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Reactive CRUD App With Angular and Firebase Tutorial

Episode 5 written by Jeff Delaney
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Health Check: This lesson was last reviewed on and tested with these packages:

  • Angular v2
  • AngularFire2 v2

Update Notes: Breaking changes have been introduced since this video's original release. Checkout the following updated lessons about Firestore.

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We’re going to be building a basic list of items that you do CRUD to - create, read, update, delete. The feature itself is nothing special, it’s really just a skeleton that demonstrates how to do the most common operations with Angular and Firebase. The realtime database from Firebase uses NoSQL, so think of CRUD in the following terms.

firestarter demo app crud items with nosql

We are building the items feature from the FireStarter demo app.

FireStarter Demo


The term CRUD doesn’t really work for Firebase NoSQL, but here’s a general translation for our app.

  • create => push
  • read => list or object
  • update => update or set
  • delete => remove

Thinking Reactively

Angular apps work with asynchronous data streams using RxJS reactive extensions for JavaScript. A data stream can be anything, but in this context we are talking about objects from the firebase realtime NoSQL database.

Checkout the RxJS manual for comprehensive explanation of reactive extensions. Here are a few important concepts for this lesson.

Observer: Think of an observer as the Angular component that cares about listening to a data stream. Example: Your ItemsListComponent wants to listen to a stream of items so they can be displayed to the user.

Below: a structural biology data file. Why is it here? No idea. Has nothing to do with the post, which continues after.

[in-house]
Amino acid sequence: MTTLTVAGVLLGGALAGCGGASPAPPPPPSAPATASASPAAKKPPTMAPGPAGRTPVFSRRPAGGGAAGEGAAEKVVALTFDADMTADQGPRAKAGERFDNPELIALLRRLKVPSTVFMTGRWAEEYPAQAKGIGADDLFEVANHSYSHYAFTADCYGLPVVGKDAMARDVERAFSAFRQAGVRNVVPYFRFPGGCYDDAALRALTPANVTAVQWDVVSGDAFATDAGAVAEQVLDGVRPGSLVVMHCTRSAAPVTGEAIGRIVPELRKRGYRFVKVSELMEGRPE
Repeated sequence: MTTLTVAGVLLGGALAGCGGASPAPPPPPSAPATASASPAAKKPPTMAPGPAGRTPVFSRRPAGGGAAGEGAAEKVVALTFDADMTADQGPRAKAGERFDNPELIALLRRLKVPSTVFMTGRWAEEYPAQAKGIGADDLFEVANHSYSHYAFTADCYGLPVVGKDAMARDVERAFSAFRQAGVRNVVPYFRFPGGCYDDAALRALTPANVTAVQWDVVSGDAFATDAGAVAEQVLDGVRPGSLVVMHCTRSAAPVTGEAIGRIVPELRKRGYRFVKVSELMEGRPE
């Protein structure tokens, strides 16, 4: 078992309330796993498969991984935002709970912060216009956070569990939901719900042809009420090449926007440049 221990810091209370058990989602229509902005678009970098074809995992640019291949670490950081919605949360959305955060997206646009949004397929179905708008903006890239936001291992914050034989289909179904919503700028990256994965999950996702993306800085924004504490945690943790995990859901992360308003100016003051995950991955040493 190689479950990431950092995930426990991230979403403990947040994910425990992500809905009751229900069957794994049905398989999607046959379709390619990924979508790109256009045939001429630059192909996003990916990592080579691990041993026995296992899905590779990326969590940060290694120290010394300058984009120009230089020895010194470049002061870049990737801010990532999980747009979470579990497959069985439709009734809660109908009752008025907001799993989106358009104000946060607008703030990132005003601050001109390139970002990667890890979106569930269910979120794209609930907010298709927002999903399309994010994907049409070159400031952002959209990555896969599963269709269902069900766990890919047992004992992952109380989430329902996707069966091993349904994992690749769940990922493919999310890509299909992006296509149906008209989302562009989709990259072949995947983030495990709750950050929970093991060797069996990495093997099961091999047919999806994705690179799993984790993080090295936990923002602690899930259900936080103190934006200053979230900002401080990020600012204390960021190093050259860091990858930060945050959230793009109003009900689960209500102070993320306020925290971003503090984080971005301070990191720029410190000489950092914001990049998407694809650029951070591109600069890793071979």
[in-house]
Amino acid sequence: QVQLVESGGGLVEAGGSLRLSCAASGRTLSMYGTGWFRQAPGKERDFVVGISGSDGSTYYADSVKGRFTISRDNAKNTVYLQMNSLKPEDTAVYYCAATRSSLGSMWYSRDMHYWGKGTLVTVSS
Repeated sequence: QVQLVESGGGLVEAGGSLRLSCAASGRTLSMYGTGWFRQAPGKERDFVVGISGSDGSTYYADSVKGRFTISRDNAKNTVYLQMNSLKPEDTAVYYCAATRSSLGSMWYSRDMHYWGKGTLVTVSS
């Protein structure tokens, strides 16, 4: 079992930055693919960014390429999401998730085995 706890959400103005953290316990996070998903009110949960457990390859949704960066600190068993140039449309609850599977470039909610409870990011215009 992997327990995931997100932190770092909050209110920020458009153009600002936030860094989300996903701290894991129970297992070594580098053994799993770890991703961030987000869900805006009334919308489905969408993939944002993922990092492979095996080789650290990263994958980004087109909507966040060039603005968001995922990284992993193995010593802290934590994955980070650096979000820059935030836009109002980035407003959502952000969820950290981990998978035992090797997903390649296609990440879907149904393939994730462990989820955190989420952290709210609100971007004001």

Observable: Think of an observable as a promise to handle multiple future values.

Subscription: Observables can be subscribed to, which will provide a snapshot of the stream. In this tutorial it would be a JavaScript object of an item from the database.

The observable pattern allows the frontend UI (Angular) to asynchronously stay up-to-date with the database (Firebase). When we get items from Firebase, we are getting an observable, not a regular JavaScript object. So how do you extract data from an Observable? That’s what this lesson is all about.

Step 1: Generate the Files

ng g service items/shared/item
ng g class items/shared/item
ng g component items/items-list
ng g component items/item-detail
ng g component items/item-form

Step 2: Define the Item Class

It’s generally good practice to define data objects in their own TypeScript class.


export class Item {
$key: string;
title: string;
body: string;
timeStamp: number;
active: boolean = true;

Step 3: Building the Service

This is where all the CRUD magic happens. The service will perform 6 basic operations. AngularFire gives us a simple API to perform these operations with minimal code.

  1. Get a list of items
  2. Get a single item
  3. Create a new item
  4. Update an existing item
  5. Delete a single item
  6. Delete an entire list of items

Declaring Variables and Helper Functions